The global health crisis has canceled 2020 summer vacations for thousands of New Jerseyans, making now the perfect time to be a tourist in your own backyard. Hop in a car with your family or companion and discover the farms, historic sites, and pathways that make Central Jersey one of the great agritourism and heritage tourism destinations in the nation.
The folks at Discover Central New Jersey have curated a handy online map with lots of suggestions for places to visit. You can build a terrific daytrip every week this summer. Bookmark our website and return regularly for staycation inspiration.
Here are some of our favorite ideas:
The D&R Canal State Park: Central Jersey’s Best Kept Secret
We’re surprised how many locals haven’t heard about the D&R Canal State Park, or if vaguely aware, they don’t realize it is 70 miles long and the second-most visited New Jersey State Park.
The canal and park form a “V” shape to define the Central Jersey region. A western “feeder” canal wing stretches from Frenchtown south along the Delaware River to Trenton, while an eastern “main” canal travels from Trenton to New Brunswick. For nearly the entire length, there is a well-maintained crushed stone “towpath” that is ideal for walkers and bicyclists.
There may be hundreds of locations to enter the park, and nearly every stretch gives you water views and access to abundant wildlife, such as turtles, deer, great blue herons, woodpeckers, and songbirds. You could spend the entire summer walking every mile and stopping off to visit the cute canal villages such as Frenchtown, Stockton, Lambertville, Kingston, Rocky Hill, and East Millstone. Canoe and Kayak rentals are available during the health crisis at Princeton and Griggstown.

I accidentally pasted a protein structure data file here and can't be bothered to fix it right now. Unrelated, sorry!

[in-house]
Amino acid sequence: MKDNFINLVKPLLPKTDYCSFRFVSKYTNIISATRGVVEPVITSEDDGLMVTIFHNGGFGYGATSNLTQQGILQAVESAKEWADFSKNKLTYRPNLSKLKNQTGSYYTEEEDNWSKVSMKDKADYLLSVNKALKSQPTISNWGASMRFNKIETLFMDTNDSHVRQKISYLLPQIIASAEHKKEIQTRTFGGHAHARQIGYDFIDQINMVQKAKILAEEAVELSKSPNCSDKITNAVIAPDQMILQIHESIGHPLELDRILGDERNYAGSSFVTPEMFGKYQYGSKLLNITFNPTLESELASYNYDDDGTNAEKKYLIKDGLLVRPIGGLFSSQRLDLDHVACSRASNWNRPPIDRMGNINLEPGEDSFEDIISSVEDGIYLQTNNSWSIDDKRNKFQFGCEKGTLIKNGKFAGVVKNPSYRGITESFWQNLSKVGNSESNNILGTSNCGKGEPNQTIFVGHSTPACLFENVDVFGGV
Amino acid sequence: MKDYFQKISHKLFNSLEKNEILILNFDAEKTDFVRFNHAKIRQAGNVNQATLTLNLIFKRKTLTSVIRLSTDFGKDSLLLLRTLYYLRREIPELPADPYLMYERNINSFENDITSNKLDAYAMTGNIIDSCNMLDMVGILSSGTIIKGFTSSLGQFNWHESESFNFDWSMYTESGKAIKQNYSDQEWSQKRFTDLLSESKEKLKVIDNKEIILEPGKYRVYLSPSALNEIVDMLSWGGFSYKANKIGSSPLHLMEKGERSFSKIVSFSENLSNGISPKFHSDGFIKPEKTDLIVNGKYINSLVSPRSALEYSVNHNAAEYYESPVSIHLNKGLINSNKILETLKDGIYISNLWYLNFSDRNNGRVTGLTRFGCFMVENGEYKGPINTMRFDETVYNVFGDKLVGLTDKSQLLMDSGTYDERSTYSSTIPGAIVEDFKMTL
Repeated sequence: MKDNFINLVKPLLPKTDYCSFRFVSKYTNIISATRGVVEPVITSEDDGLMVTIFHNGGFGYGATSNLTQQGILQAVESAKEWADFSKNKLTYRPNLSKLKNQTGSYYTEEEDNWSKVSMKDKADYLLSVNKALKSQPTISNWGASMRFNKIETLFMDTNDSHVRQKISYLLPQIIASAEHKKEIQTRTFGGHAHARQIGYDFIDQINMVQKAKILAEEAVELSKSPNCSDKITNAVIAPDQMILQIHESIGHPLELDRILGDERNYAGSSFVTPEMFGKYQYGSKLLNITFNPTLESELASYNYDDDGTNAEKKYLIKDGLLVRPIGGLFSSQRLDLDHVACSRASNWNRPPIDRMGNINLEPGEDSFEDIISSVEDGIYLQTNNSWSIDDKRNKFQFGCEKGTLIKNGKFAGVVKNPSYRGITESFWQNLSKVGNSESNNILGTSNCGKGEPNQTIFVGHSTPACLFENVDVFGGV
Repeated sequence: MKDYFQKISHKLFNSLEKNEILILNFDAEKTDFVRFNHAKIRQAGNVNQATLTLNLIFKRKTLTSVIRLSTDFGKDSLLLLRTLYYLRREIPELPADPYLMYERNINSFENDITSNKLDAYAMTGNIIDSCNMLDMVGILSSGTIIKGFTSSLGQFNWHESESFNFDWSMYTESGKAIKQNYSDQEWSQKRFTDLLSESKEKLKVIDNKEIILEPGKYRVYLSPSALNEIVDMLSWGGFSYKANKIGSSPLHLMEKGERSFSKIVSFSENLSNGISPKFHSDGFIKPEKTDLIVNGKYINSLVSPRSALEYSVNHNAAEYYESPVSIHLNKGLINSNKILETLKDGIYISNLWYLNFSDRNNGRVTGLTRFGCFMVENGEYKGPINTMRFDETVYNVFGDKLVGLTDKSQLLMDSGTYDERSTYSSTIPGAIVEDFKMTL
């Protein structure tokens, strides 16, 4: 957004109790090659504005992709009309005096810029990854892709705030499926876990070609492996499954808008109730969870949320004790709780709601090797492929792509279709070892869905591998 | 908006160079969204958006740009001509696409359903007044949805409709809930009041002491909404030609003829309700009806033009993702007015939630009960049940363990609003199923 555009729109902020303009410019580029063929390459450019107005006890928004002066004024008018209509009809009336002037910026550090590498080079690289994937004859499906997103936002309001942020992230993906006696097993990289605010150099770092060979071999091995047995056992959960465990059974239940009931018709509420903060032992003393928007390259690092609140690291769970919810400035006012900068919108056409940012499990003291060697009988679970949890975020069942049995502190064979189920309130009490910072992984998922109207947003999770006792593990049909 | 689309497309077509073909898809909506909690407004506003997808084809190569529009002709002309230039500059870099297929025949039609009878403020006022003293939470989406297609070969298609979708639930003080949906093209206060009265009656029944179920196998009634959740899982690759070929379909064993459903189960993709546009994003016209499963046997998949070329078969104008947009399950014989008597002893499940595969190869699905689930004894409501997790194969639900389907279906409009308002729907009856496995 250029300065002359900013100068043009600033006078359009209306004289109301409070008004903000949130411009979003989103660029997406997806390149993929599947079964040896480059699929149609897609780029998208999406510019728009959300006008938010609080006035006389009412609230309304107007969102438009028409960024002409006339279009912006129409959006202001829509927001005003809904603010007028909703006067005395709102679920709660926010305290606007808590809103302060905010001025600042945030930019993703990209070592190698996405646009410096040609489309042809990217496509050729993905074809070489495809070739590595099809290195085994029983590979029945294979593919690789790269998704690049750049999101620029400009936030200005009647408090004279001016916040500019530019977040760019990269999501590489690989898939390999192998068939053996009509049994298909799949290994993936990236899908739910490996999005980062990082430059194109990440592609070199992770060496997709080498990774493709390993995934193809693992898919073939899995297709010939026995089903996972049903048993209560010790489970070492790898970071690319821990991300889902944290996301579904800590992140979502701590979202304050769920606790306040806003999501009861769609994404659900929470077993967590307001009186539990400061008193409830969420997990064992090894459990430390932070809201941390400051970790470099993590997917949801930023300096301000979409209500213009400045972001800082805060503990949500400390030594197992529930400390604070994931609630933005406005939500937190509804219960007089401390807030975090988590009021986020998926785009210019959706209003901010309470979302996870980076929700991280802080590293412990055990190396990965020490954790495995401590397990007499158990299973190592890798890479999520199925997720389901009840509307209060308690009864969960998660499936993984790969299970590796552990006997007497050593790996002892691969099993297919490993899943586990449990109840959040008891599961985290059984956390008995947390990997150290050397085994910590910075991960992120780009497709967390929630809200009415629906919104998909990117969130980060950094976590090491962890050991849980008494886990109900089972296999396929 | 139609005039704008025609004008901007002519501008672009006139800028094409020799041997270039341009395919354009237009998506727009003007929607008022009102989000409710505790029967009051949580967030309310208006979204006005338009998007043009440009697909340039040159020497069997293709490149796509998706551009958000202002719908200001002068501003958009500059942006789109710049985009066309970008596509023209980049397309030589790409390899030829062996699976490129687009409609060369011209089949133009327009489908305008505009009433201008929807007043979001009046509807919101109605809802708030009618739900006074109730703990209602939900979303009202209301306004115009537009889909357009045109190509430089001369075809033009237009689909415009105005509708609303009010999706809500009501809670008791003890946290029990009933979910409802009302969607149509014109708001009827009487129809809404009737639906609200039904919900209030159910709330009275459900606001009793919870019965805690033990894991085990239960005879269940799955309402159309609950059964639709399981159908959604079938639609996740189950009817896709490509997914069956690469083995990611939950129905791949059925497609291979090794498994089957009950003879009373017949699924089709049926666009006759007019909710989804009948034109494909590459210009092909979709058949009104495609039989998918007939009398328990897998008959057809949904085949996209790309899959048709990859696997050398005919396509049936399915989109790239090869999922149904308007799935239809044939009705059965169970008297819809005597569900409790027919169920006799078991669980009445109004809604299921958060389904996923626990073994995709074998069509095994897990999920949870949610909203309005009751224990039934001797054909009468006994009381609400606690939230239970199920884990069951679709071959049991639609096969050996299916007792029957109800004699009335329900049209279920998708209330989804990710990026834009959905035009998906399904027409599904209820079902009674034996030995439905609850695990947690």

Take the pathway less taken with D&R Greenway
D&R Greenway Land Trust has preserved 21,000 acres of farmlands and forest throughout Central Jersey, most of which offer well-maintained yet lightly traveled trails.
One of the most popular is St. Michaels Farm Preserve, over 400 acres of farm fields and pathways on the site of a former orphanage in Hopewell. The Greenway Meadows in Princeton offers wildflower fields and a poetry trail that are particularly beautiful in midsummer. Both St. Michaels and Greenway Meadows offer innovative audio tours that can be enjoyed on-site via phone app or from home on your computer.
Nothing beats the view of the Delaware River at Goat Hill in Lambertville, at the end of an easy family hike. If you want to explore Central Jersey’s largest forest, the Sourlands, D&R Greenway trailheads in Hopewell are located along roads less traveled. Find more preserves at DRGreenway.org.